How #MeToo is affecting young people like me
Anna talks about her dreams of being an actress in Hollywood and how it’s changed in light of #MeToo
Written by Anna O'Connor
Voices - Opinion
Young people share their point of view.
Ever since I was five years old, I wanted to be an actress. Every day since my first day of drama class, I dreamed of making it to Hollywood. But recently, my thoughts on my dreams have changed. Recently, I’ve been questioning the reality of them and I know the same can be said for many other girls like me. The innocent way I once viewed this world has undergone a disturbing metamorphosis. This difference came about in 2017 when actresses began speaking out about Harvey Weinstein on various accounts of sexual assault.
Many of these women were role models for young girls like me, Angelina Jolie and Gwyneth Paltrow for example. These allegations have been spoken about by many different groups of people, but there is one voice that has not been heard; the voice of young aspiring actresses and models that have been left reeling by this awful scandal. Young girls like me, who once dreamed of making it to Hollywood but whose rose tinted dreams have now turned darker. Young girls who saw their idols names on a list. A list of Hollywood women who were taken advantage of by Hollywood men. A list of women that bravely confronted the dark side of the entertainment industry, that stood up and said, “Me Too.”
Those young girls watched the news with a sinking feeling, a realisation dawning on them. They were faced with the reality that their dreams were not as shiny as they thought. Their dreams were now tainted with a black spot of doubt, a drop of worry. And with each name added to that list, that black spot started to evolve and grow bigger, that drop of worry turned into a vast and furious ocean. They were met with the world altering realisation that being a girl in Hollywood was not ‘all that.’
I am not trying to take away from the real problem here. The things that happened to those women are beyond unspeakable. But in the spirit of speaking out, someone needs to address the impact that these allegations have on young girls like me. We should not have to abandon our dreams for fear of Hollywood men. We should not have to make ourselves feel small to make them feel big. We deserve the chance to follow our dreams and to chase our goals without fearing reaching them.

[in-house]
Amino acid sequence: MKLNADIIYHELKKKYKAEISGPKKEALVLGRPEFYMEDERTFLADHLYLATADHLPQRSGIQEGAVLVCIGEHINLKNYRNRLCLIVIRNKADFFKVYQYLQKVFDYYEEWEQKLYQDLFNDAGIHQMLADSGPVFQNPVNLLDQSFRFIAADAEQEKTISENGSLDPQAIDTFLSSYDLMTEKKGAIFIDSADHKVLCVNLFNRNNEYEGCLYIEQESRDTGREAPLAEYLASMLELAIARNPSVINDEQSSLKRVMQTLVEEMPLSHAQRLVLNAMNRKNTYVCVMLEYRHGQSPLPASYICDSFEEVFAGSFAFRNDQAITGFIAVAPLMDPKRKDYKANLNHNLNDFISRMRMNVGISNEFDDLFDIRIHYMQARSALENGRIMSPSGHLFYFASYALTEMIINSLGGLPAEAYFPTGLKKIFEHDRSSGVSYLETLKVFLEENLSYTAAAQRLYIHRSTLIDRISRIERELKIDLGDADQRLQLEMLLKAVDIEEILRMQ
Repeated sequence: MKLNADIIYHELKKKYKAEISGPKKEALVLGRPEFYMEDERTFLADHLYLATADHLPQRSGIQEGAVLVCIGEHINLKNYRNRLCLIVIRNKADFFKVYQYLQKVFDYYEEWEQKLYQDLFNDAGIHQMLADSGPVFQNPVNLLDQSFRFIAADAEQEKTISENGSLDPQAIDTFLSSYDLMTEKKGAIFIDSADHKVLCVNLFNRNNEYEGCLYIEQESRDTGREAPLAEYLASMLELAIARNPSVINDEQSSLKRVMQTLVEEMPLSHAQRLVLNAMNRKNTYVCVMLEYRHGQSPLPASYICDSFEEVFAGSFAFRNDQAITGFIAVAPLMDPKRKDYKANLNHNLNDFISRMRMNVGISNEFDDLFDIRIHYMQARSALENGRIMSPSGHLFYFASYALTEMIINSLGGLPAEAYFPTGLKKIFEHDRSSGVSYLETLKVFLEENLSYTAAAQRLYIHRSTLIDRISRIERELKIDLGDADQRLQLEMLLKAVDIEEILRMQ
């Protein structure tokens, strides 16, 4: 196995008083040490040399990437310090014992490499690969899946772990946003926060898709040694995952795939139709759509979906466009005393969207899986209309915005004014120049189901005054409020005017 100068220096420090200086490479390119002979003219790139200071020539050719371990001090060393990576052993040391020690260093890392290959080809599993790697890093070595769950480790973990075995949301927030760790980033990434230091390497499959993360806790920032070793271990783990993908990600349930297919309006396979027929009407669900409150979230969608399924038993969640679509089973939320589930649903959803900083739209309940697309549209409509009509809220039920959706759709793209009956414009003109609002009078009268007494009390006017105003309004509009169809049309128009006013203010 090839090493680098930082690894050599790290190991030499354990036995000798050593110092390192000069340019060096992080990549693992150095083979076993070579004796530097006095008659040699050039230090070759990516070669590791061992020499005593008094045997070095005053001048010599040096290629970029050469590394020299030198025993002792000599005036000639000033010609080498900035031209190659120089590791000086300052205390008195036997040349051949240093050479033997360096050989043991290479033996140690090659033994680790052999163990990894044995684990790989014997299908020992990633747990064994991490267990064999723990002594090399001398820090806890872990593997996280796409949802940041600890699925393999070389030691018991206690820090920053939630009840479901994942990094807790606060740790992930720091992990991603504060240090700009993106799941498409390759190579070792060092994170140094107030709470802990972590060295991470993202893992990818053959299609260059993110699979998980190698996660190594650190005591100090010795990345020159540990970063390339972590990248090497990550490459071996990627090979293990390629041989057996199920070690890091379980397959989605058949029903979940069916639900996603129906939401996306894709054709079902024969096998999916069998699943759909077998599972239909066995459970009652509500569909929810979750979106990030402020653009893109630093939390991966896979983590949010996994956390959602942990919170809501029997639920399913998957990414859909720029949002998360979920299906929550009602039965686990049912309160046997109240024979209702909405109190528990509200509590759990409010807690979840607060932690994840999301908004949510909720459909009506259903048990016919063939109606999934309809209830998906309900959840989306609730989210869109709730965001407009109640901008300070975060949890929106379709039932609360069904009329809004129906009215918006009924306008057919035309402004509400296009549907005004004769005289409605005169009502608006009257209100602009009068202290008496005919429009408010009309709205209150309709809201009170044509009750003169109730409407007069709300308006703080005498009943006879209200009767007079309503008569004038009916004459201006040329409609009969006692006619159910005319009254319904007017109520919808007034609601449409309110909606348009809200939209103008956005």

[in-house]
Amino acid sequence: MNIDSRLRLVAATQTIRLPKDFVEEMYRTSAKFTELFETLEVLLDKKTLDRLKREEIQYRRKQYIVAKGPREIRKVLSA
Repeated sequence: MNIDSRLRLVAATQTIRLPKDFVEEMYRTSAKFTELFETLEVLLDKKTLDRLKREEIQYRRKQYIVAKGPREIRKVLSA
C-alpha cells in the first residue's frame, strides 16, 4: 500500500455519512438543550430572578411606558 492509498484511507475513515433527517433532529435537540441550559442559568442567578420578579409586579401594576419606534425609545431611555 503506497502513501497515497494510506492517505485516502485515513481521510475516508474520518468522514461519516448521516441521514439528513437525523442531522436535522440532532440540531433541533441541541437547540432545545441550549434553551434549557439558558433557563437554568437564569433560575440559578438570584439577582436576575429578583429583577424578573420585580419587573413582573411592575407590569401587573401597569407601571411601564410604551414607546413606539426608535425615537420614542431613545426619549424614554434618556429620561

We are a group rarely spoken about but it needs to be made known that this affects us, too. It makes us fear our future and question if being an actress is even worth it. We no longer only need to think if we can take the fame but if we can take the hardships, too. Hardships that no one should ever have to endure. We may be one step closer to ending the abuse but we still have a thousand more to go. It is not only us that is affected. It is every girl who looks at their idols and sees the way they are treated by men. They see this and subconsciously, may soon see it as the norm. This is damaging and it makes me afraid.
But there is one shining light in all of this darkness. The #MeToo campaign has shown girls that they have a voice and that they can speak out when they are being mistreated. That they can stand up, raise their voices and that they will be heard. And now, after so much time has passed since the movement catapulted to the world stage, young girls like me are left reeling by the events of it. We cannot ignore the effects of what happened, even now that the hashtag is no longer in use and it’s not oh-so trendy to post about it anymore. We cannot let the fire die out. We ignited a spark and now we must let it burn until it brings the entire culture of sexual assault down in bright, burning flames until it exists no longer. We cannot let it die until young girls are free to live out their dreams without being afraid. I am a young aspiring actress. Disappointed? Me too. Upset? Me too. Angry? Me too. Afraid? Me too.